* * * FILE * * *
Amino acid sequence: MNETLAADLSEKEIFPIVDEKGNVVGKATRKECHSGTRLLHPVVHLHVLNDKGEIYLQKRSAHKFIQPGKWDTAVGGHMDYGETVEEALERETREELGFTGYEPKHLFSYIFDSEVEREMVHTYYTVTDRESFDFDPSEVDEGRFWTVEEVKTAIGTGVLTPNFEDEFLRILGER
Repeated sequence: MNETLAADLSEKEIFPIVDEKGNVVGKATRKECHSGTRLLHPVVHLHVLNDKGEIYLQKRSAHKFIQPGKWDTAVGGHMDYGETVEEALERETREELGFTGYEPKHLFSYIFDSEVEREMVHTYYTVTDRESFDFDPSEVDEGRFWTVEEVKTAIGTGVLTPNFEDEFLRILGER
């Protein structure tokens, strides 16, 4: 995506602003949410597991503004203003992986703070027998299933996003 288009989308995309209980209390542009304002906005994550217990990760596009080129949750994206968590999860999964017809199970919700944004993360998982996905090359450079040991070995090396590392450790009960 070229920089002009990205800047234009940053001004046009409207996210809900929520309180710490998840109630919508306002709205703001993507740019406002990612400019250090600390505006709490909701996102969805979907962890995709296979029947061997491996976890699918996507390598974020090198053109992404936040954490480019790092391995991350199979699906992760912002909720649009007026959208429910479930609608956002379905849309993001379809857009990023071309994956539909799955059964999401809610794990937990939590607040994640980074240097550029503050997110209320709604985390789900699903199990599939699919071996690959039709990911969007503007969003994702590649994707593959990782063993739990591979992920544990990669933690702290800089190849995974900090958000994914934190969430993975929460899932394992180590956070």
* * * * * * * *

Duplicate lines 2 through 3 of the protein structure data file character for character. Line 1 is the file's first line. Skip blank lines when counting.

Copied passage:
Repeated sequence: MNETLAADLSEKEIFPIVDEKGNVVGKATRKECHSGTRLLHPVVHLHVLNDKGEIYLQKRSAHKFIQPGKWDTAVGGHMDYGETVEEALERETREELGFTGYEPKHLFSYIFDSEVEREMVHTYYTVTDRESFDFDPSEVDEGRFWTVEEVKTAIGTGVLTPNFEDEFLRILGER
């Protein structure tokens, strides 16, 4: 995506602003949410597991503004203003992986703070027998299933996003 288009989308995309209980209390542009304002906005994550217990990760596009080129949750994206968590999860999964017809199970919700944004993360998982996905090359450079040991070995090396590392450790009960 070229920089002009990205800047234009940053001004046009409207996210809900929520309180710490998840109630919508306002709205703001993507740019406002990612400019250090600390505006709490909701996102969805979907962890995709296979029947061997491996976890699918996507390598974020090198053109992404936040954490480019790092391995991350199979699906992760912002909720649009007026959208429910479930609608956002379905849309993001379809857009990023071309994956539909799955059964999401809610794990937990939590607040994640980074240097550029503050997110209320709604985390789900699903199990599939699919071996690959039709990911969007503007969003994702590649994707593959990782063993739990591979992920544990990669933690702290800089190849995974900090958000994914934190969430993975929460899932394992180590956070």